I never had that kind of money, and I held out for the publisher of my dreams. Several manuscripts, and many rejections later, I’m still waiting.

Many of my friends have gone the E-book route. Some of them do very well, even though they don’t make large amounts of cash. They saturate the market with books written by them. Members of my critique group try to persuade me to self publish, but I keep holding out.

Having a publisher can be like being under the wing of protection. It can also be aggravating. Self-publishers take all the risk and do all the work, but they don’t have to share the profit. Still, having a contract with a publisher says something about me. It says I’m good enough for traditional book selling. It also qualifies me for membership in certain author’s groups.

So, what do you think? Should I stop submitting and get all my books ready for self-publishing? I’m I just being lazy? It is easier to be rejected, than to push a book through from beginning to end. Marketing becomes your all-consuming pastime, but it’s the same with a traditional publisher. The days of the reclusive writer are over.

To add angst to my dilemma, I’m a former world champion Dutch oven cook. I’ve been invited to submit a cookbook, but fiction is my passion. I want to be a fiction writer who also writes a cookbook, rather than a cook who also writes fiction.

So, I sit at the edge of effectiveness. Many of my friends are passing me by. I need to get off my duff and write the cookbook.



LTUE 2013 has given me new hope. I have several stories almost ready for submission, one in critique group and another at the publisher. I’m on the brink of a promising career and my cookbook? It’s on the way.

Good luck with your writing—see you next week.

Monday, February 11, 2013

Did You Miss Me?

by Keith N Fisher

I didn't think so. I've been dealing with more issues lately, and didn't get a chance to post on Saturday. I think I've got it under control now, so I will be back on Saturday. I hope you can hold out til then.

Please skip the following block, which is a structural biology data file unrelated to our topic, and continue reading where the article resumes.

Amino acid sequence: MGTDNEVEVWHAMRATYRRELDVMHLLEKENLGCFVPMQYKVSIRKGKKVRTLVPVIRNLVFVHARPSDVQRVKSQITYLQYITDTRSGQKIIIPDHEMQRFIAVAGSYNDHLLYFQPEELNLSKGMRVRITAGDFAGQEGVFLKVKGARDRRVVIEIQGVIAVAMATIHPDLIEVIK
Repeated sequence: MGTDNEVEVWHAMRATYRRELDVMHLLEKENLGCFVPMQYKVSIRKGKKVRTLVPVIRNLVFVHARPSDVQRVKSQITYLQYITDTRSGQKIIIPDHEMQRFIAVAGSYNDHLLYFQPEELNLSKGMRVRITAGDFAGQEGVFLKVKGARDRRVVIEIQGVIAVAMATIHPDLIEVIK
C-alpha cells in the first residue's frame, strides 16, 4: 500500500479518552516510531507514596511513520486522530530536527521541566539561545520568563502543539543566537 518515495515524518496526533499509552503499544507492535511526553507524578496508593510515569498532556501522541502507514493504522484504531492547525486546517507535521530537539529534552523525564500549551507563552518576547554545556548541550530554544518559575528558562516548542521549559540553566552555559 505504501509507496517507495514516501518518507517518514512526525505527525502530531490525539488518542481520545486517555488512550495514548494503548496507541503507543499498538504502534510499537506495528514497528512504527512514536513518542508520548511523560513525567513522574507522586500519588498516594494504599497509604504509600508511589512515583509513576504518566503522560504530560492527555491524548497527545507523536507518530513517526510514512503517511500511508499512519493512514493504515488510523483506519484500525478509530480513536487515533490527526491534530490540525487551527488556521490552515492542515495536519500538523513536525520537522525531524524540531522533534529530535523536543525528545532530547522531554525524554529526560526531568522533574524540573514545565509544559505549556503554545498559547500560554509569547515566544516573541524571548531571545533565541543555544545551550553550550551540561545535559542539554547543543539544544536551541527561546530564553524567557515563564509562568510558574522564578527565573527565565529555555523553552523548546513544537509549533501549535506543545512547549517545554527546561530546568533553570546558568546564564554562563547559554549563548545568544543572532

Good luck with your writing---see you Saturday.

Saturday, February 2, 2013

Beyond the Craft

By Keith N Fisher

How is your writing? Beyond the craft, how is it coming? I had an article ready to post today, but I decided not to post it. Not that it would be incendiary, but in light of recent blog posts and Facebook status’ I didn’t want to offend.

I’ve learned that people take offence even where none was intended. I’ve also learned that my opinions are not always right. I know, difficult to believe. First, that I would be wrong, and that a man would admit his failures.

I once heard the above question asked of a friend at a writers conference. I knew that person had suffered great trials and had considered giving up. My friend just said, "fine" and went on to talk about the project they were working on.

Why do we do that? Why do we think we can’t be truthful with our writing friends? I suspect the person who asked, didn’t really want an answer and why is that?

My friend later, attended a class and learned we are what we are, and God loves us for our efforts. That friend continues to work at writing without much success, but its part of life.

So I ask, how is your writing coming? Don’t give up. Hold out for your dreams and stay away from instant success. Most of all don’t be afraid to tell someone. We all struggle and sometimes it feels good to know you are not alone.

Good luck with your writing—see you next week.